Ladgrove says he performed the show at last year's Melbourne Fringe Festival without complaint and is surprised at the reaction ahead of the Adelaide shows.

"I didn't think that Jesus was a particularly controversial topic," he said.  "I didn't think it was something that was so sensitive that it was off limits.

"Surely if we can't poke fun at religion and if we can't exercise our freedom of speech, then what's the point of being a free democratic society?"

However, Reverend Fred Nile from the Christian Democratic Party in New South Wales has taken to Twitter to query why the South Australian Government and BankSA were supporting "anti-Christian hate".

He says "free speech does not justify blasphemy" and has urged people to email both the State Government and BankSA and ask them to stop the show.


Disrespecting Islam

COMEDY is known for pushing boundaries. But Susan Provan has some she will not cross. The extensively travelled director of Melbourne's International Comedy Festival has zero tolerance for racism.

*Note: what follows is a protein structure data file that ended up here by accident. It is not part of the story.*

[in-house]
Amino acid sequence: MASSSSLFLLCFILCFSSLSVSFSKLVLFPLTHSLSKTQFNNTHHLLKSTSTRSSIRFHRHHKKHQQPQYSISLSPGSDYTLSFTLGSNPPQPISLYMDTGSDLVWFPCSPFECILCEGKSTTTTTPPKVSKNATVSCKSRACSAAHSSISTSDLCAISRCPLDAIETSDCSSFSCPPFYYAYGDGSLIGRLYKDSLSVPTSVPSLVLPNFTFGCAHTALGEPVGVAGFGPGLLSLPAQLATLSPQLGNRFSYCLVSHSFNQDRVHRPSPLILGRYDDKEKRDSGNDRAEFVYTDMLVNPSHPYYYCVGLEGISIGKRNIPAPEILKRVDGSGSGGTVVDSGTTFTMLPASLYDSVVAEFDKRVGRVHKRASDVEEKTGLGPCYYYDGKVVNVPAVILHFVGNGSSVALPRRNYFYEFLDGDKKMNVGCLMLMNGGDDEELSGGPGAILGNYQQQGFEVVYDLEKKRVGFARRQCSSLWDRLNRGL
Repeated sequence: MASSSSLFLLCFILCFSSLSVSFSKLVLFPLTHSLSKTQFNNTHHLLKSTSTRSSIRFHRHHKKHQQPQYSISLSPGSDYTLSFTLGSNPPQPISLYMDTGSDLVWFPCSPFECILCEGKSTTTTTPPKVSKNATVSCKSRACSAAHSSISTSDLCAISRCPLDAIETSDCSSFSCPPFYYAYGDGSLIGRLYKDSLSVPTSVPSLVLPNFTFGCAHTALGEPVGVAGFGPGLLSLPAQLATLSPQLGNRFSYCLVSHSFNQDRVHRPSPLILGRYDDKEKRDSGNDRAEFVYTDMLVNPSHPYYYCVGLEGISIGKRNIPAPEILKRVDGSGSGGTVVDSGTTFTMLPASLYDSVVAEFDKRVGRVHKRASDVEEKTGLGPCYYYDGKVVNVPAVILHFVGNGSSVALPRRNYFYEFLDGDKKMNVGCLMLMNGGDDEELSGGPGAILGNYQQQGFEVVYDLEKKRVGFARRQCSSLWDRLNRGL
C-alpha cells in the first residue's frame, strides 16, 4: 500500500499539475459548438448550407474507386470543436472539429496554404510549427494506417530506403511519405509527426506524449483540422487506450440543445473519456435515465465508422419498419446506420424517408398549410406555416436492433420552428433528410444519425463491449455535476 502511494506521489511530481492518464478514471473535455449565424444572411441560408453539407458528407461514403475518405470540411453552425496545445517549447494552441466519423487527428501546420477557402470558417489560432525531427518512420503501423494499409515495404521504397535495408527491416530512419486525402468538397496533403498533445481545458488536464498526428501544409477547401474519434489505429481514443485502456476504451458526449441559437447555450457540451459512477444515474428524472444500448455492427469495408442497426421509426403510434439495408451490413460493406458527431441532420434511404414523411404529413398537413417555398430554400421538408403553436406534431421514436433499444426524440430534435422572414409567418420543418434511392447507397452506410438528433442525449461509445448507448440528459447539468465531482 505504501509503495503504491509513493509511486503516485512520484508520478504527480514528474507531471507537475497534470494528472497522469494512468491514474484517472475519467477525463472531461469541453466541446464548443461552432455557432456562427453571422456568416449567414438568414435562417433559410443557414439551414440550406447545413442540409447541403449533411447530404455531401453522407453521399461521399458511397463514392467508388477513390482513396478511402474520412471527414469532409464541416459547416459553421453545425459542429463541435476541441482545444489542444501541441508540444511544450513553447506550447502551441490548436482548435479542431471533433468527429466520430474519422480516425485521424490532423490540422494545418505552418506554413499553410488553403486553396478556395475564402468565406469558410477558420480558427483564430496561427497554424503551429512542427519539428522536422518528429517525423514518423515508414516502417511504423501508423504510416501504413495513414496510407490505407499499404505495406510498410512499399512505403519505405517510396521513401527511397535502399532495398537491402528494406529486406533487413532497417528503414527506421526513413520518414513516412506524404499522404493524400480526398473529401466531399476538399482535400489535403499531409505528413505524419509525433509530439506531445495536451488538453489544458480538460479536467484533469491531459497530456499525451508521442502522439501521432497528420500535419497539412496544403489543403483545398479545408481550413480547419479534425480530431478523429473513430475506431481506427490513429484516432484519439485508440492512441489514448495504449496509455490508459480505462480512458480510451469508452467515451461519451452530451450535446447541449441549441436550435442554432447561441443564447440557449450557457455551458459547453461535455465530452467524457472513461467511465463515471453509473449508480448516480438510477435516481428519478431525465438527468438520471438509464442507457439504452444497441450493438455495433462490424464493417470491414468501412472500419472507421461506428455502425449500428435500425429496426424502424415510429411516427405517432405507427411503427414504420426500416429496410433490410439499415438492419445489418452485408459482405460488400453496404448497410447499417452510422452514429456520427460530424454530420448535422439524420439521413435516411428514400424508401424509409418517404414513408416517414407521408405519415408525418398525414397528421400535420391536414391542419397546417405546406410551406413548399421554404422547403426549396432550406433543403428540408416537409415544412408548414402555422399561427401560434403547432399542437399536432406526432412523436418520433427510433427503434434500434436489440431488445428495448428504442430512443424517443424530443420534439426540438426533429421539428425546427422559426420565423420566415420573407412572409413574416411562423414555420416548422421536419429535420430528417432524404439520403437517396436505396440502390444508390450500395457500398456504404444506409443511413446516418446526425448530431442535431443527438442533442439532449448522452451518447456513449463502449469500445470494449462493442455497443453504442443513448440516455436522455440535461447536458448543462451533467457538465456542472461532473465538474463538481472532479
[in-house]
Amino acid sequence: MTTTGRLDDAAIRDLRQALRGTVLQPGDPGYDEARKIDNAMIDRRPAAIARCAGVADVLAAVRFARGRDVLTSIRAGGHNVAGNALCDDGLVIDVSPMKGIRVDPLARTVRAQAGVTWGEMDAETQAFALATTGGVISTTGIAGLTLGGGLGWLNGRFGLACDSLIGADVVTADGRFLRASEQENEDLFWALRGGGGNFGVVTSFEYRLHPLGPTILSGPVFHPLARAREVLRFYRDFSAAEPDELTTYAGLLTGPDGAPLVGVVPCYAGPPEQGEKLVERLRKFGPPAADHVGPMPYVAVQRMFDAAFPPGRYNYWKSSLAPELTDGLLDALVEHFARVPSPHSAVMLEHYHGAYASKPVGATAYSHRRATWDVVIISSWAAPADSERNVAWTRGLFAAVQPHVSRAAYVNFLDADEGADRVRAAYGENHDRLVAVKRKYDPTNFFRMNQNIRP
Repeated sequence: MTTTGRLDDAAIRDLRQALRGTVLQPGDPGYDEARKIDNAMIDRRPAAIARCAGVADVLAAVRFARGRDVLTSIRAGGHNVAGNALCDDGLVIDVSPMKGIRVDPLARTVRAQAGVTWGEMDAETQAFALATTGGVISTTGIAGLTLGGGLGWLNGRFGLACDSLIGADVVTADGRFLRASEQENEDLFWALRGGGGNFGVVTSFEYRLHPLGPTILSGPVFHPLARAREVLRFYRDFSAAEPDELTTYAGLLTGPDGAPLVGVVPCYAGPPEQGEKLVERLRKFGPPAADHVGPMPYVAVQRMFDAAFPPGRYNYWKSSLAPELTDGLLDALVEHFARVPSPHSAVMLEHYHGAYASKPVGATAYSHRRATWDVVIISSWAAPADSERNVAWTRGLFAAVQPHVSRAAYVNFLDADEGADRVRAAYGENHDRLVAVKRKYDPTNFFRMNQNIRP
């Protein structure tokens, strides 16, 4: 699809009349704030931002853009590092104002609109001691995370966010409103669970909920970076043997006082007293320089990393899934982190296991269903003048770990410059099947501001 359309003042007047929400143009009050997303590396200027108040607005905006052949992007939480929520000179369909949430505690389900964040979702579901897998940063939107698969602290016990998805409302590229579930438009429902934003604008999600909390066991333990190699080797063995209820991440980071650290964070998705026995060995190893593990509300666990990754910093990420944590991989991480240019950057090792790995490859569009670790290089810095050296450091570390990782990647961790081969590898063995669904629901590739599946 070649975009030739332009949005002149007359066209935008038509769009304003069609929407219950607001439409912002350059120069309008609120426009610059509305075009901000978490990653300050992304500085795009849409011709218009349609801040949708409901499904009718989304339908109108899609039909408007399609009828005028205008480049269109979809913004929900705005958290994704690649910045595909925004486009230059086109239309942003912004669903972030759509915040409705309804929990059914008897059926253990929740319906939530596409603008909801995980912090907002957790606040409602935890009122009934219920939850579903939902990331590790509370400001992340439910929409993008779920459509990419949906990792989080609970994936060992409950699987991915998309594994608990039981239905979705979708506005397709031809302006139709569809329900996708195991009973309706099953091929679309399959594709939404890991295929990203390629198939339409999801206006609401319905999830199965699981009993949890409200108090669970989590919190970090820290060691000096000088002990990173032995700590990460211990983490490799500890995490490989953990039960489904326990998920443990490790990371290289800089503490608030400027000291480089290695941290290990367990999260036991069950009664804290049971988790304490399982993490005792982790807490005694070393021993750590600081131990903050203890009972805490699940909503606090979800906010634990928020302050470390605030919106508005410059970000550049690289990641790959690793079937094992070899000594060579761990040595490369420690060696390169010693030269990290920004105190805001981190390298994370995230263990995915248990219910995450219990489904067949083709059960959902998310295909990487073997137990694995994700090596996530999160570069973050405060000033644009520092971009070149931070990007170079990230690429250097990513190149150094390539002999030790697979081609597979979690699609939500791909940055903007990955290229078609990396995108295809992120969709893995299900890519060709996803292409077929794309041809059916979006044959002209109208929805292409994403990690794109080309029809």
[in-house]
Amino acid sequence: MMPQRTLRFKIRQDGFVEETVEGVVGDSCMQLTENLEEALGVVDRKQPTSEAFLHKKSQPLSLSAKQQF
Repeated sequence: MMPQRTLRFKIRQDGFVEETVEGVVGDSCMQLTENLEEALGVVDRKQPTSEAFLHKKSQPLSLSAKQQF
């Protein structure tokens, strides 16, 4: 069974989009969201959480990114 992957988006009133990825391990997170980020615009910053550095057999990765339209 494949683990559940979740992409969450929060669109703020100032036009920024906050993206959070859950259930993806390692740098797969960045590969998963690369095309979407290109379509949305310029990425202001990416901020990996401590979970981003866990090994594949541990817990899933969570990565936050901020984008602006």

Her stance on racism raised the ire of the Herald Sun's right-wing columnist Andrew Bolt when she deliberately crossed two American comics off the festival's invitation list in 2003 after they made derogatory jokes about Muslims. But Provan is unapologetic.

"It worries me, the whole governments' exacerbation of fear that is going on in the world at the moment, and I think the Muslim community particularly are suffering here," she says. "I've been incredibly lucky in that I have been able to travel to a lot of these places and I just think if people could have a wider sense of other communities, they would be a lot more relaxed and less fearful about perceived threats."

But doesn't that mean racially charged events of the past year will not be the stuff of gags at the 20th comedy festival?

Not at all, she insists. "Comedians have always commented on what is going on in the world and deliberately set out to shock and challenge, whether you agree with them or not. When something big happens, comedians talk about who is going to dare to stick their toe in the water and do the first jokes about something that is devastating. It's always interesting to see how it is perceived."


No comments: